How to pass the 50 most common interview questions


The biggest fear most people have when it comes to job hunting is being put in the spotlight by bizarre interview questions like these (which are real):

“Describe the color yellow to a blind person. ” – Spirit Airlines

“If you were asked to unload a 747 full of jelly beans, what would you do?” ” – Bose

“Who would win in a Spiderman vs. Batman fight?” ” – Stanford University

Staggered questions are almost impossible to prepare, and they fall short of the interviewer’s goal: to test original thinking and the ability to work under pressure. This is the bad news.

The good news is that businesses are moving away from it. Recent research shows that these questions do little more than build interviewer confidence. Even companies known for their bizarre questions are abandoning them. In the words of Laszlo Bock, former director of human resources at Google:

“If you’ve heard that Google likes to ask candidates puzzle questions like why manhole covers are round, your information is out of date. There is no evidence that they suggest how people behave at work.

A Glassdoor study tens of thousands of interviews found the 50 questions you will be asked the most during your next interview:

1. What are your strengths?

2. What are your weaknesses?

3. Why are you interested in working for us?

4. Where do you see yourself in 5 years? 10 years?

5. Why do you want to leave your current business?

6. What can you give us that someone else can’t?

7. Why was there a gap in your job between these two dates?

8. What are three things your former manager would like you to improve?

9. Are you ready to relocate?

10. Are you ready to travel?

11. Tell me about an achievement that you are most proud of.

12. Tell me about a time you made a mistake.

13. What is your dream job?

14. How did you hear about this post?

15. What would you do in the first 30/60/90 days of work?

16. Discuss your CV.

17. Discuss your educational background.

18. Describe yourself.

19. Tell me how you handled a difficult situation.

20. Why should we hire you?

21. Why are you looking for a new job?

22. Would you work on holidays / weekends?

23. How would you react to an angry or angry customer?

24. What are your salary requirements?

25. Give a moment when you went beyond the requirements of a project.

26. Who are our competitors?

27. What was your biggest failure?

28. What motivates you?

29. What is your availability?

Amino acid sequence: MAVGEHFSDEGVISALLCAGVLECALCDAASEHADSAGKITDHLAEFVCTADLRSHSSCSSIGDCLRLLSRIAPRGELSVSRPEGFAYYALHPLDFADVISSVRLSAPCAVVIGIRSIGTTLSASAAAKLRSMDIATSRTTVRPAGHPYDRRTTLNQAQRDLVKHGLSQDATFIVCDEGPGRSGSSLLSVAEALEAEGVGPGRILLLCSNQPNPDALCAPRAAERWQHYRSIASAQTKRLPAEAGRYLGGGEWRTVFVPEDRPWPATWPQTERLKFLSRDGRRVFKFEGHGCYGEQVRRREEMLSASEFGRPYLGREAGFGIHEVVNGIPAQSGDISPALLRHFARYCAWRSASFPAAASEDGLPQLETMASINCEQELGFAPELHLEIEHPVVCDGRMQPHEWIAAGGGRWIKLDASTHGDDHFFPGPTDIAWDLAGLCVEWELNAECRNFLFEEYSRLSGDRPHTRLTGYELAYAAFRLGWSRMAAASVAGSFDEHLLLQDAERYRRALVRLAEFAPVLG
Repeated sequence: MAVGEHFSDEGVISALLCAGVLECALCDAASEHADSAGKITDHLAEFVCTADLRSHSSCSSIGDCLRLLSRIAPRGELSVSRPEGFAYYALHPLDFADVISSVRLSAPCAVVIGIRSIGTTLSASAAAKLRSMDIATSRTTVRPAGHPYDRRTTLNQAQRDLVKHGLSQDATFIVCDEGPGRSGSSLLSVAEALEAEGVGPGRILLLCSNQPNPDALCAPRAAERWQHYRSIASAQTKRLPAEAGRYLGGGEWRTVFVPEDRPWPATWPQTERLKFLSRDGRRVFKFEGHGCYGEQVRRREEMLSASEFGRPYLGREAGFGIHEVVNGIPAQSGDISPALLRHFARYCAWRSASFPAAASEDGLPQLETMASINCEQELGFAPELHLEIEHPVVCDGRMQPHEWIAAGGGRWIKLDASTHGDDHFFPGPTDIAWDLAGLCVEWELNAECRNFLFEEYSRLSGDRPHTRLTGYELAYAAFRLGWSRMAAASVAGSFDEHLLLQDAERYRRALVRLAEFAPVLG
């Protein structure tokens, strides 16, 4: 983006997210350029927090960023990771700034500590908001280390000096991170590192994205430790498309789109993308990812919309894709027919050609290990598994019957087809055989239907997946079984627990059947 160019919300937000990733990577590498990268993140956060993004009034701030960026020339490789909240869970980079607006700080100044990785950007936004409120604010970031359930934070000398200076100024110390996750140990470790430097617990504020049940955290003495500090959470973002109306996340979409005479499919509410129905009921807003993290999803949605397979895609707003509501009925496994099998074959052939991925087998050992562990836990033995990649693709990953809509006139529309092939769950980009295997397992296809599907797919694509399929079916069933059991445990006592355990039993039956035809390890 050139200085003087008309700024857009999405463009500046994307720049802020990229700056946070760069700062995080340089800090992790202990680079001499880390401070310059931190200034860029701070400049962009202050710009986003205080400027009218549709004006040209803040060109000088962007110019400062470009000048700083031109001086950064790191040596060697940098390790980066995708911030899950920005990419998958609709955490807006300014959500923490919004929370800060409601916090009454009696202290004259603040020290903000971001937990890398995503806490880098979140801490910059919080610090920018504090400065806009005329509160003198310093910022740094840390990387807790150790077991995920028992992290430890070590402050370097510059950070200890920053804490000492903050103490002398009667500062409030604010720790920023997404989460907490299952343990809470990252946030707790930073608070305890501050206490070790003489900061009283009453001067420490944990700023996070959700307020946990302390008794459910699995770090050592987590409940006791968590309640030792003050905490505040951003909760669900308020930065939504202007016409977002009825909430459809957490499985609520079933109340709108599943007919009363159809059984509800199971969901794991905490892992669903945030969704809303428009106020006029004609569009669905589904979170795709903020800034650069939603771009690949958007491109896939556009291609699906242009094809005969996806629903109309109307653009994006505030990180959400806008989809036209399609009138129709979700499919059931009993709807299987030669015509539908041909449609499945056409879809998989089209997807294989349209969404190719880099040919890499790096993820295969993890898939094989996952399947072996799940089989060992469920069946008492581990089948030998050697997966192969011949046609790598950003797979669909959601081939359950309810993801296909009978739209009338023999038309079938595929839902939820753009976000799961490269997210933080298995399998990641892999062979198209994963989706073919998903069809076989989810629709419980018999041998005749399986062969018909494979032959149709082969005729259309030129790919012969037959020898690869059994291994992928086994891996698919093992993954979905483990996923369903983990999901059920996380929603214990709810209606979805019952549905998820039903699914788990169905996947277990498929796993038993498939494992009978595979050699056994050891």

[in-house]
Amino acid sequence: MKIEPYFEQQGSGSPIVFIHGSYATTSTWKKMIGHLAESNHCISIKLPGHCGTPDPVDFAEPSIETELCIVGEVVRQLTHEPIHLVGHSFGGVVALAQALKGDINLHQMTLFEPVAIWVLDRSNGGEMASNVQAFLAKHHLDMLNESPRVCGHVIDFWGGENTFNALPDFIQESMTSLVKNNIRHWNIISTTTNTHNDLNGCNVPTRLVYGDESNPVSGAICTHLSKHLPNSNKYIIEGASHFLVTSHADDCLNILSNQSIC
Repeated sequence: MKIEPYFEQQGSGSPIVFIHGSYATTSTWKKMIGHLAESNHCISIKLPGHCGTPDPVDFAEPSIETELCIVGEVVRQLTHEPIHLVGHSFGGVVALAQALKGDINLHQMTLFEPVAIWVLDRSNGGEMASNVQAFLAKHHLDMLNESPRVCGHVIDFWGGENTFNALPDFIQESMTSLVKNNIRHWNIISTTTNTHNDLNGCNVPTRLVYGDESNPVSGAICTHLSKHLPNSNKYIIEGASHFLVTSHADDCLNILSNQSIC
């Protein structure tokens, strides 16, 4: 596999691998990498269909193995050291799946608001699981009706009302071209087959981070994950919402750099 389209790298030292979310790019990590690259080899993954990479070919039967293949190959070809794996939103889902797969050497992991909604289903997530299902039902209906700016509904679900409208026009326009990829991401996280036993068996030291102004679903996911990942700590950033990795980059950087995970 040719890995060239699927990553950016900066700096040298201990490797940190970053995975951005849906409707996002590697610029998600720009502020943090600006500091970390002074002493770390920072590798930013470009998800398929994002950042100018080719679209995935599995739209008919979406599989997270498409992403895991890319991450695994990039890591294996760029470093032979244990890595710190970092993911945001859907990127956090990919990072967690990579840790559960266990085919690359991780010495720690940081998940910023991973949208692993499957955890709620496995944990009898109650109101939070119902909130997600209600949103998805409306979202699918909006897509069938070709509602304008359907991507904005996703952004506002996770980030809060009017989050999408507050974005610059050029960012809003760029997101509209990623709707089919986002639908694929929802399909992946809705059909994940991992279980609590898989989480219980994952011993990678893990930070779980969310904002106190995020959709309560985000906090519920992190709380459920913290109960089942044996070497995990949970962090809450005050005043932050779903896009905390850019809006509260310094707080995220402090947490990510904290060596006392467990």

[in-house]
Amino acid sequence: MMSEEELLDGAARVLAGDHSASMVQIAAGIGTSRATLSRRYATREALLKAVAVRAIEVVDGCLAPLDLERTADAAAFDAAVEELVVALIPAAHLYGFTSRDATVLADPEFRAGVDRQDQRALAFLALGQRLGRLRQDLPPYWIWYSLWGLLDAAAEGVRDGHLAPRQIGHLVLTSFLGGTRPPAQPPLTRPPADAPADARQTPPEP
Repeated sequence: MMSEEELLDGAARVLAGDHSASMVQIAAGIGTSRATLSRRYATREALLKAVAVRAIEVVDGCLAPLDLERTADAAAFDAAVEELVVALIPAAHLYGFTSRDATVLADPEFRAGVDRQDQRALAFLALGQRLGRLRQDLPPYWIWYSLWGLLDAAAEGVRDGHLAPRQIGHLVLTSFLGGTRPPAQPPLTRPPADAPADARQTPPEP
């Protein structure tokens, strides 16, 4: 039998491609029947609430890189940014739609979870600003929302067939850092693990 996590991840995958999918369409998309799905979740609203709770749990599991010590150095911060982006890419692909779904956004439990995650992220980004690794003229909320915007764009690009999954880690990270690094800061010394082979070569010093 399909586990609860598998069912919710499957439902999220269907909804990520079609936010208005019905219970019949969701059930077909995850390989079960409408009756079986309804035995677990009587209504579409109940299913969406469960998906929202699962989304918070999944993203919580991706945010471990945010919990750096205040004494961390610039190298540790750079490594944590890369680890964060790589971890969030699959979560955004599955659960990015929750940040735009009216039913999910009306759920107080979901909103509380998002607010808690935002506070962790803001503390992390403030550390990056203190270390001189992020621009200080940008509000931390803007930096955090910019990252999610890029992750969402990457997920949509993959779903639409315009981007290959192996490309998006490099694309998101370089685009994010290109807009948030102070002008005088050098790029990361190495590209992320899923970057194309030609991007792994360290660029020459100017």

30. Who is your mentor?

31. Tell me about a time when you disagreed with your boss.

32. How do you deal with the pressure?

33. What is the name of our CEO?

34. What are your career goals?

35. What wakes you up in the morning?

36. What would your direct reports say about you?

37. What were the strengths / weaknesses of your bosses?

38. If I called your boss now and asked him what area you could improve on, what would he say?

39. Are you a leader or a follower?

40. What was the last book that you read for fun?

41. What are the pet peeves of your co-workers?

42. What are your hobbies?

43. What is your favorite website?

44. What makes you uncomfortable?

45. What are some of your leadership experiences?

46. ​​How would you fire someone?

47. What do you like most and least about working in this industry?

48. Would you work more than 40 hours per week?

49. What questions did I not ask you?

50. What questions do you have for me?

While these questions may be less exciting to prepare than “Spiderman vs. Batman,” they are what you need to be prepared for.

Most respondents are only prepared for about 10 questions, so this list alone can give you a head start. Study the list carefully and prepare answers, but not robotically, so that you can talk comfortably, flexibly, and confidently about each of these topics.

If you want to make a good impression and stand out from the crowd, preparing for these 50 questions isn’t enough. Follow the 9 strategies below and incorporate the knowledge they convey into your answers. Then you will really succeed in your interview.

1. Identify your “hook”

Most recruiters interview many people. So much so that they usually have to go back to their grades to remember candidates, with the exception of candidates with a strong hook. Sometimes these hooks are the way people dress or their personality, but the best crochet is a strong work story. When you can wow an interviewer with a memorable story that shows how strong a candidate you are, you climb to the top of the list.

2. Know the essence of the job you are applying for

Get to know the job you are applying for intimately. Don’t just read the job description, study it and imagine yourself doing all the tasks that are asked of you. When you are interviewing, framing your answers in a way that reveals your important job knowledge gives you a huge advantage.

3.… and know what is right for you